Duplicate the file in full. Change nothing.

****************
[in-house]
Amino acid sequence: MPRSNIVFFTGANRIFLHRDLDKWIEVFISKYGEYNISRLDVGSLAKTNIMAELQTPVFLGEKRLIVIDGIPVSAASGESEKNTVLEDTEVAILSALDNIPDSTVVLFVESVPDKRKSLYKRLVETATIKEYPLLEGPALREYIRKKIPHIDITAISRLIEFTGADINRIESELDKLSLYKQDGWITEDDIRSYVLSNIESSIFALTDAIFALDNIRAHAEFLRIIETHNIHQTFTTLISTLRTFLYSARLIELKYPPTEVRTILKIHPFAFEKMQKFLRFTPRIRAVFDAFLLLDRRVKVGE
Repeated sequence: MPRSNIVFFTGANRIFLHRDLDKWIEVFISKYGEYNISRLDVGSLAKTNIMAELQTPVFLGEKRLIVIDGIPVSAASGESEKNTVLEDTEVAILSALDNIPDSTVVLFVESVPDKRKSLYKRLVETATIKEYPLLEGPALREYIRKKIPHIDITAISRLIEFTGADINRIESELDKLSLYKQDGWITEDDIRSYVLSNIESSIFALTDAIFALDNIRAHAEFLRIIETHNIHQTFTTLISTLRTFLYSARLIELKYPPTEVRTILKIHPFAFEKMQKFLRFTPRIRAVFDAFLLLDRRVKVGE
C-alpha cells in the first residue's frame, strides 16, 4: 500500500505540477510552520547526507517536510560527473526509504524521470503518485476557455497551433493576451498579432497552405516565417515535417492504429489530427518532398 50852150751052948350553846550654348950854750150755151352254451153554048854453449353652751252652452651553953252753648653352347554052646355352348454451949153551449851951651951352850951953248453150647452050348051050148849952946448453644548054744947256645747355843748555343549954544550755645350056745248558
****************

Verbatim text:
[in-house]
Amino acid sequence: MPRSNIVFFTGANRIFLHRDLDKWIEVFISKYGEYNISRLDVGSLAKTNIMAELQTPVFLGEKRLIVIDGIPVSAASGESEKNTVLEDTEVAILSALDNIPDSTVVLFVESVPDKRKSLYKRLVETATIKEYPLLEGPALREYIRKKIPHIDITAISRLIEFTGADINRIESELDKLSLYKQDGWITEDDIRSYVLSNIESSIFALTDAIFALDNIRAHAEFLRIIETHNIHQTFTTLISTLRTFLYSARLIELKYPPTEVRTILKIHPFAFEKMQKFLRFTPRIRAVFDAFLLLDRRVKVGE
Repeated sequence: MPRSNIVFFTGANRIFLHRDLDKWIEVFISKYGEYNISRLDVGSLAKTNIMAELQTPVFLGEKRLIVIDGIPVSAASGESEKNTVLEDTEVAILSALDNIPDSTVVLFVESVPDKRKSLYKRLVETATIKEYPLLEGPALREYIRKKIPHIDITAISRLIEFTGADINRIESELDKLSLYKQDGWITEDDIRSYVLSNIESSIFALTDAIFALDNIRAHAEFLRIIETHNIHQTFTTLISTLRTFLYSARLIELKYPPTEVRTILKIHPFAFEKMQKFLRFTPRIRAVFDAFLLLDRRVKVGE
C-alpha cells in the first residue's frame, strides 16, 4: 500500500505540477510552520547526507517536510560527473526509504524521470503518485476557455497551433493576451498579432497552405516565417515535417492504429489530427518532398 50852150751052948350553846550654348950854750150755151352254451153554048854453449353652751252652452651553953252753648653352347554052646355352348454451949153551449851951651951352850951953248453150647452050348051050148849952946448453644548054744947256645747355843748555343549954544550755645350056745248558